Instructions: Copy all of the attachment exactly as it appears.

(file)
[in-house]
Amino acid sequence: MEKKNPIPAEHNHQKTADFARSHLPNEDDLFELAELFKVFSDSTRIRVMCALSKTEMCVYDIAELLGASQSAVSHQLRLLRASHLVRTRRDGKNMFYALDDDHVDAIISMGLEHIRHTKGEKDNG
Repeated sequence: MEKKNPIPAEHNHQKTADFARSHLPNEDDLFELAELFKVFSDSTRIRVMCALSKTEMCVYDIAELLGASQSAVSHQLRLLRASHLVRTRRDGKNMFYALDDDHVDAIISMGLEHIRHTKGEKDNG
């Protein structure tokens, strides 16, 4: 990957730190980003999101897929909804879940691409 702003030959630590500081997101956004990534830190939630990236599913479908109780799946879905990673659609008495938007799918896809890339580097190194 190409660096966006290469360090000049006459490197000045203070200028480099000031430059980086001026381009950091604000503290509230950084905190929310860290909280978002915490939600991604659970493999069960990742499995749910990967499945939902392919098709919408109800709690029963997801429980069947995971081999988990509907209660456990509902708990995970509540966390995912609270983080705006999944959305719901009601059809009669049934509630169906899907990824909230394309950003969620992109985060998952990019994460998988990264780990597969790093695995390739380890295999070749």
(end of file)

[in-house]
Amino acid sequence: MEKKNPIPAEHNHQKTADFARSHLPNEDDLFELAELFKVFSDSTRIRVMCALSKTEMCVYDIAELLGASQSAVSHQLRLLRASHLVRTRRDGKNMFYALDDDHVDAIISMGLEHIRHTKGEKDNG
Repeated sequence: MEKKNPIPAEHNHQKTADFARSHLPNEDDLFELAELFKVFSDSTRIRVMCALSKTEMCVYDIAELLGASQSAVSHQLRLLRASHLVRTRRDGKNMFYALDDDHVDAIISMGLEHIRHTKGEKDNG
């Protein structure tokens, strides 16, 4: 990957730190980003999101897929909804879940691409 702003030959630590500081997101956004990534830190939630990236599913479908109780799946879905990673659609008495938007799918896809890339580097190194 190409660096966006290469360090000049006459490197000045203070200028480099000031430059980086001026381009950091604000503290509230950084905190929310860290909280978002915490939600991604659970493999069960990742499995749910990967499945939902392919098709919408109800709690029963997801429980069947995971081999988990509907209660456990509902708990995970509540966390995912609270983080705006999944959305719901009601059809009669049934509630169906899907990824909230394309950003969620992109985060998952990019994460998988990264780990597969790093695995390739380890295999070749």